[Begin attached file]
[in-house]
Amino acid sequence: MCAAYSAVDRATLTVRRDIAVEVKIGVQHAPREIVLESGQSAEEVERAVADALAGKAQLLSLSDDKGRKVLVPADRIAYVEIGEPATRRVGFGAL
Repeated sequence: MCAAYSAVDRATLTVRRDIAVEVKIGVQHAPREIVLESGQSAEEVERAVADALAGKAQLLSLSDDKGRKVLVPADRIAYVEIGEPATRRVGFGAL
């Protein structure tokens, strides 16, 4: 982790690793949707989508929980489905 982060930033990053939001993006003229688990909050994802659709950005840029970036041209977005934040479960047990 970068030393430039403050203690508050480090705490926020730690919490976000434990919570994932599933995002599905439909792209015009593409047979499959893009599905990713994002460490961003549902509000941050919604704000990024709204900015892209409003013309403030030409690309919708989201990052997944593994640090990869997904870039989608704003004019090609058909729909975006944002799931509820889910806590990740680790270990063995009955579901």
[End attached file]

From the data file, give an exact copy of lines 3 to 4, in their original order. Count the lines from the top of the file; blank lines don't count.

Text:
Repeated sequence: MCAAYSAVDRATLTVRRDIAVEVKIGVQHAPREIVLESGQSAEEVERAVADALAGKAQLLSLSDDKGRKVLVPADRIAYVEIGEPATRRVGFGAL
């Protein structure tokens, strides 16, 4: 982790690793949707989508929980489905 982060930033990053939001993006003229688990909050994802659709950005840029970036041209977005934040479960047990 970068030393430039403050203690508050480090705490926020730690919490976000434990919570994932599933995002599905439909792209015009593409047979499959893009599905990713994002460490961003549902509000941050919604704000990024709204900015892209409003013309403030030409690309919708989201990052997944593994640090990869997904870039989608704003004019090609058909729909975006944002799931509820889910806590990740680790270990063995009955579901």